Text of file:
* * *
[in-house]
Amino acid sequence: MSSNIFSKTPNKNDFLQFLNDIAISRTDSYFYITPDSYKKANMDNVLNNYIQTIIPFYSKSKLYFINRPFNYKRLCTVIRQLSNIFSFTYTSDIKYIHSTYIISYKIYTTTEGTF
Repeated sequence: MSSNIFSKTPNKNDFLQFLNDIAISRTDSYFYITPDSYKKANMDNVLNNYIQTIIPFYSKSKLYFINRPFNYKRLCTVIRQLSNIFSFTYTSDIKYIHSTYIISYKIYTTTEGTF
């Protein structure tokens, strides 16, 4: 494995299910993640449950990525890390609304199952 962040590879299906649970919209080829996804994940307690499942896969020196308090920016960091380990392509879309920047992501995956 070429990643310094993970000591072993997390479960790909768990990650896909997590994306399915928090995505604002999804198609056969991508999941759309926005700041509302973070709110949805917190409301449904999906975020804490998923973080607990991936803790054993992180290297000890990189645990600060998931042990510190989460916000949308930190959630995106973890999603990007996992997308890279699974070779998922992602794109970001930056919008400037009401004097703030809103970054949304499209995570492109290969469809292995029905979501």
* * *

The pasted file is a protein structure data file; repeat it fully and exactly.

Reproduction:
[in-house]
Amino acid sequence: MSSNIFSKTPNKNDFLQFLNDIAISRTDSYFYITPDSYKKANMDNVLNNYIQTIIPFYSKSKLYFINRPFNYKRLCTVIRQLSNIFSFTYTSDIKYIHSTYIISYKIYTTTEGTF
Repeated sequence: MSSNIFSKTPNKNDFLQFLNDIAISRTDSYFYITPDSYKKANMDNVLNNYIQTIIPFYSKSKLYFINRPFNYKRLCTVIRQLSNIFSFTYTSDIKYIHSTYIISYKIYTTTEGTF
């Protein structure tokens, strides 16, 4: 494995299910993640449950990525890390609304199952 962040590879299906649970919209080829996804994940307690499942896969020196308090920016960091380990392509879309920047992501995956 070429990643310094993970000591072993997390479960790909768990990650896909997590994306399915928090995505604002999804198609056969991508999941759309926005700041509302973070709110949805917190409301449904999906975020804490998923973080607990991936803790054993992180290297000890990189645990600060998931042990510190989460916000949308930190959630995106973890999603990007996992997308890279699974070779998922992602794109970001930056919008400037009401004097703030809103970054949304499209995570492109290969469809292995029905979501």